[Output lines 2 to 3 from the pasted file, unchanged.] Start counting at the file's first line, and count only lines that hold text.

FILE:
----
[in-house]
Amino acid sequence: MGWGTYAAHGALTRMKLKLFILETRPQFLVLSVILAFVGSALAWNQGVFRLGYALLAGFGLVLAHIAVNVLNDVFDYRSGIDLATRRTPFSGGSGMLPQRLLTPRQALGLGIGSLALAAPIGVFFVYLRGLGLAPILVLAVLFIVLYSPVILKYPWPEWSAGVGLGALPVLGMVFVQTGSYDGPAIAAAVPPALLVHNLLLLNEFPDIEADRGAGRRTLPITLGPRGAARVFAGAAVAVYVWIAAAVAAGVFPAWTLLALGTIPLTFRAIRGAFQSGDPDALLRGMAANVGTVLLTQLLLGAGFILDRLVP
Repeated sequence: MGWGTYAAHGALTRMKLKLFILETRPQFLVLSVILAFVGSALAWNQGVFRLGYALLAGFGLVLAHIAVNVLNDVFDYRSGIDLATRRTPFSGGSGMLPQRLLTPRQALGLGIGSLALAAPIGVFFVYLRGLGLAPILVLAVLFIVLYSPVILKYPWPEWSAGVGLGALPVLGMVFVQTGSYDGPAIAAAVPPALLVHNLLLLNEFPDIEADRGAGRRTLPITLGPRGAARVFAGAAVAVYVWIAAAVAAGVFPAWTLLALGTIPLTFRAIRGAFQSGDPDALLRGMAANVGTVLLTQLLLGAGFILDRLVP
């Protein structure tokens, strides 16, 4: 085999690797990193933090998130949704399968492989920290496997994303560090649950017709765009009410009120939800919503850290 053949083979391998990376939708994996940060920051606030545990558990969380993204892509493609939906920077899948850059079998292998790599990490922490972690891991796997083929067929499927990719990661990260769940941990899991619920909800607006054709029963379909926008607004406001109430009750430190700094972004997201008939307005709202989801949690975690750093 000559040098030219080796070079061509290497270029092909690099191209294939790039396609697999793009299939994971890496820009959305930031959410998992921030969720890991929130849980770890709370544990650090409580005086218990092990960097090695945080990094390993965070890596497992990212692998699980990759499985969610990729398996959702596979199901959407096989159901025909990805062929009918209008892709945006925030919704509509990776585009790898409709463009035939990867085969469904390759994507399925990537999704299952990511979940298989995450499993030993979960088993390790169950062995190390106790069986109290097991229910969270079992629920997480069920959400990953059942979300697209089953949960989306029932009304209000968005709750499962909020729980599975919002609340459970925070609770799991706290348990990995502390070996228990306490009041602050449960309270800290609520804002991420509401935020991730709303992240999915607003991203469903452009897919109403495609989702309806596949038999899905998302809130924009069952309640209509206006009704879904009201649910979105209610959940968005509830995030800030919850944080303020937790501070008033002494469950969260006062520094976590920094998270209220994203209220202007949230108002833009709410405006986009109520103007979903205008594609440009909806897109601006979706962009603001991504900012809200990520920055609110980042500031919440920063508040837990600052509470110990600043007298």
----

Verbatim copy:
Amino acid sequence: MGWGTYAAHGALTRMKLKLFILETRPQFLVLSVILAFVGSALAWNQGVFRLGYALLAGFGLVLAHIAVNVLNDVFDYRSGIDLATRRTPFSGGSGMLPQRLLTPRQALGLGIGSLALAAPIGVFFVYLRGLGLAPILVLAVLFIVLYSPVILKYPWPEWSAGVGLGALPVLGMVFVQTGSYDGPAIAAAVPPALLVHNLLLLNEFPDIEADRGAGRRTLPITLGPRGAARVFAGAAVAVYVWIAAAVAAGVFPAWTLLALGTIPLTFRAIRGAFQSGDPDALLRGMAANVGTVLLTQLLLGAGFILDRLVP
Repeated sequence: MGWGTYAAHGALTRMKLKLFILETRPQFLVLSVILAFVGSALAWNQGVFRLGYALLAGFGLVLAHIAVNVLNDVFDYRSGIDLATRRTPFSGGSGMLPQRLLTPRQALGLGIGSLALAAPIGVFFVYLRGLGLAPILVLAVLFIVLYSPVILKYPWPEWSAGVGLGALPVLGMVFVQTGSYDGPAIAAAVPPALLVHNLLLLNEFPDIEADRGAGRRTLPITLGPRGAARVFAGAAVAVYVWIAAAVAAGVFPAWTLLALGTIPLTFRAIRGAFQSGDPDALLRGMAANVGTVLLTQLLLGAGFILDRLVP